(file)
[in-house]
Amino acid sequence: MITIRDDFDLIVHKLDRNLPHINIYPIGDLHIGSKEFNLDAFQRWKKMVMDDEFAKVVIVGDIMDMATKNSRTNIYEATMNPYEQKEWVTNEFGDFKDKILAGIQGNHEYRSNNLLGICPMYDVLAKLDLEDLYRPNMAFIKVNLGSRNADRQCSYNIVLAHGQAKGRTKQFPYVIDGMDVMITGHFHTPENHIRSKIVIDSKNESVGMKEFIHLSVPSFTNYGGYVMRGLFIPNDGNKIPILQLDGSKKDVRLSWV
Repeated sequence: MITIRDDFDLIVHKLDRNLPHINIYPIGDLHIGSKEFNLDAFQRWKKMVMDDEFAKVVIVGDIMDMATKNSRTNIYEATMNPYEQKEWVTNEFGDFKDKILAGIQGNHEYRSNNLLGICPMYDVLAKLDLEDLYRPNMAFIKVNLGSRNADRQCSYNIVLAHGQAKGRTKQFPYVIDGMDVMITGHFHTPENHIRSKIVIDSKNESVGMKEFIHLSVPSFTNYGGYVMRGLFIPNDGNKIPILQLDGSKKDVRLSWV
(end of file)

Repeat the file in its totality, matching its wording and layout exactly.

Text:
[in-house]
Amino acid sequence: MITIRDDFDLIVHKLDRNLPHINIYPIGDLHIGSKEFNLDAFQRWKKMVMDDEFAKVVIVGDIMDMATKNSRTNIYEATMNPYEQKEWVTNEFGDFKDKILAGIQGNHEYRSNNLLGICPMYDVLAKLDLEDLYRPNMAFIKVNLGSRNADRQCSYNIVLAHGQAKGRTKQFPYVIDGMDVMITGHFHTPENHIRSKIVIDSKNESVGMKEFIHLSVPSFTNYGGYVMRGLFIPNDGNKIPILQLDGSKKDVRLSWV
Repeated sequence: MITIRDDFDLIVHKLDRNLPHINIYPIGDLHIGSKEFNLDAFQRWKKMVMDDEFAKVVIVGDIMDMATKNSRTNIYEATMNPYEQKEWVTNEFGDFKDKILAGIQGNHEYRSNNLLGICPMYDVLAKLDLEDLYRPNMAFIKVNLGSRNADRQCSYNIVLAHGQAKGRTKQFPYVIDGMDVMITGHFHTPENHIRSKIVIDSKNESVGMKEFIHLSVPSFTNYGGYVMRGLFIPNDGNKIPILQLDGSKKDVRLSWV